Collectively, our study found that CPH treatment could decrease promoter methylation of IRF6, yet the effect of CPH on H3K27Ac and H3K4me1 may be cell line specific. Anyhow, our RNA-Seq results showed that CPH did not affect the expression of the corresponding epigenetic modifiers in BFTC905 cells, suggesting that CPH may affect the enzymatic activity rather than the expression of those protein. This phenomenon was in agreement with the previous studies that, CPH was an inhibitor of SET domain containing lysine methyltransferase 7/9 (Set7/9), through binding to the substrate-binding pocket of Set7/9 [13]. These results further confirmed that CPH should be an epigenetic modifier. Recent study showed that combination of epigenetic inhibitors and immune checkpoint blockade could trigger immune-mediated bladder cancer regression [33, 34]. Although the role of IRF6 in immune regulation is still unknown, previous study found that treatment with poly I:C (TLR3 agonist) induced translocation of IRF6 from the cytoplasm to the nucleus [35]. Whether CPH-induced epigenetic modification could affect immune surveillance in UC progression needs further evaluation.

Our results also demonstrated that overexpression of IRF6 induced apoptosis and inhibit proliferation of UC cells in vitro and in vivo xenograft model. IRF6 belongs to the interferon regulatory factor (IRF) family of transcription factors, which contain an N-terminal helix-turn-helix DNA-binding domain and a protein-binding domain [36]. IRFs were originally characterized as transcriptional regulators of type I interferon system [37]. Unlike other IRF family members, IRF6 is not involved in interferon gene expression, but plays an important role in development and keratinocyte differentiation [38, 39]. Previous studies also found that IRF6 exhibited tumor suppressor activity in several cancer, while promoter hypermethylation of IRF6 was associated with poor prognosis in gastric cancer and squamous cell carcinoma [29,30,31]. In this study, we found that IRF6 could be a tumor suppressor, which is epigenetically silenced by promoter methylation in UC. The clinical value of IRF6 methylation as a biomarker for UC deserves further investigation.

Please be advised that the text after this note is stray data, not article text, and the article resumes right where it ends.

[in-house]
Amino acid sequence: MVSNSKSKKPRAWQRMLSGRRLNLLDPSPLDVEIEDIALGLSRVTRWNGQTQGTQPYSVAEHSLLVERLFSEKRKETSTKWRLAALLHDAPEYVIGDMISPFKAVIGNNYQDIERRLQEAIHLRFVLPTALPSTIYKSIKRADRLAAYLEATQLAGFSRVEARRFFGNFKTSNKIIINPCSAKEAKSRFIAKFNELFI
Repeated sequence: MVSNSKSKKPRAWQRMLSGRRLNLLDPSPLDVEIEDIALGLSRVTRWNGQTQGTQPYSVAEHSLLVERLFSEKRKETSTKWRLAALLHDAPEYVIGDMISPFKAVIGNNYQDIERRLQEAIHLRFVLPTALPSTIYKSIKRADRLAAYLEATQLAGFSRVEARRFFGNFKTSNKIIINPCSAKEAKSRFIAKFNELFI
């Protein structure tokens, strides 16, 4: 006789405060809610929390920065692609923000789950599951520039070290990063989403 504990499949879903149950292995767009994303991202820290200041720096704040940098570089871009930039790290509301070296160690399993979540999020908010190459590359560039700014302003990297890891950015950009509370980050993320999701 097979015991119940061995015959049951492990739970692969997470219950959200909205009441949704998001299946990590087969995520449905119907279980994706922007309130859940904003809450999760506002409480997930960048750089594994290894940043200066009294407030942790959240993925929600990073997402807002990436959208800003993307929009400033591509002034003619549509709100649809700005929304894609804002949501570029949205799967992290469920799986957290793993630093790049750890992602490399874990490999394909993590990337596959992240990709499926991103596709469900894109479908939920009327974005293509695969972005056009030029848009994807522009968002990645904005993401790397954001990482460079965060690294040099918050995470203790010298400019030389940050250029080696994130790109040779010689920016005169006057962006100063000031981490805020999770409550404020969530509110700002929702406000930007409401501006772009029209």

In conclusion, our study showed that CPH could restore the expression of IRF6, probably by reversing the epigenetic suppression of IRF6 in UC. The therapeutic potential of CPH as a novel epigenetic modifier deserves further investigation.

Availability of data and materials

The datasets presented in this study can be found in online repositories. The names of the repository/repositories and accession number(s) can be found below: the NCBI Gene Expression Omnibus (GSE160703).